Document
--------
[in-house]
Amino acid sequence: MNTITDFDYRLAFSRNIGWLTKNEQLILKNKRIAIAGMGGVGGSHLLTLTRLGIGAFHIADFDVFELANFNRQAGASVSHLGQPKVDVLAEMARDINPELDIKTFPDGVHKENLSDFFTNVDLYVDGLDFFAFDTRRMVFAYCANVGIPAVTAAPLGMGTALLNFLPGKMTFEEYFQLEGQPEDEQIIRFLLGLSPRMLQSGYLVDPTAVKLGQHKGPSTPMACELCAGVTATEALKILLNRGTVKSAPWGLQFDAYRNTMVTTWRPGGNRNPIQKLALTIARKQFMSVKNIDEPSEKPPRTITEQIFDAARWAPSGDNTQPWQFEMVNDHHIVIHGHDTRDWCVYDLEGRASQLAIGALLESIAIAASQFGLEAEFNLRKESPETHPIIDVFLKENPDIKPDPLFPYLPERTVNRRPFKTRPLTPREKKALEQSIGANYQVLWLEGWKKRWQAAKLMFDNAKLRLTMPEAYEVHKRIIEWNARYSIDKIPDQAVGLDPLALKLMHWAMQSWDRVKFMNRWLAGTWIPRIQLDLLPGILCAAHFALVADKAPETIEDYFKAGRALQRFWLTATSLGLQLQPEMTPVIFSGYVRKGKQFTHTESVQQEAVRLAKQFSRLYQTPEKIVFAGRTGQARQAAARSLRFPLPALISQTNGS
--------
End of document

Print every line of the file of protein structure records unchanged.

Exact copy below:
[in-house]
Amino acid sequence: MNTITDFDYRLAFSRNIGWLTKNEQLILKNKRIAIAGMGGVGGSHLLTLTRLGIGAFHIADFDVFELANFNRQAGASVSHLGQPKVDVLAEMARDINPELDIKTFPDGVHKENLSDFFTNVDLYVDGLDFFAFDTRRMVFAYCANVGIPAVTAAPLGMGTALLNFLPGKMTFEEYFQLEGQPEDEQIIRFLLGLSPRMLQSGYLVDPTAVKLGQHKGPSTPMACELCAGVTATEALKILLNRGTVKSAPWGLQFDAYRNTMVTTWRPGGNRNPIQKLALTIARKQFMSVKNIDEPSEKPPRTITEQIFDAARWAPSGDNTQPWQFEMVNDHHIVIHGHDTRDWCVYDLEGRASQLAIGALLESIAIAASQFGLEAEFNLRKESPETHPIIDVFLKENPDIKPDPLFPYLPERTVNRRPFKTRPLTPREKKALEQSIGANYQVLWLEGWKKRWQAAKLMFDNAKLRLTMPEAYEVHKRIIEWNARYSIDKIPDQAVGLDPLALKLMHWAMQSWDRVKFMNRWLAGTWIPRIQLDLLPGILCAAHFALVADKAPETIEDYFKAGRALQRFWLTATSLGLQLQPEMTPVIFSGYVRKGKQFTHTESVQQEAVRLAKQFSRLYQTPEKIVFAGRTGQARQAAARSLRFPLPALISQTNGS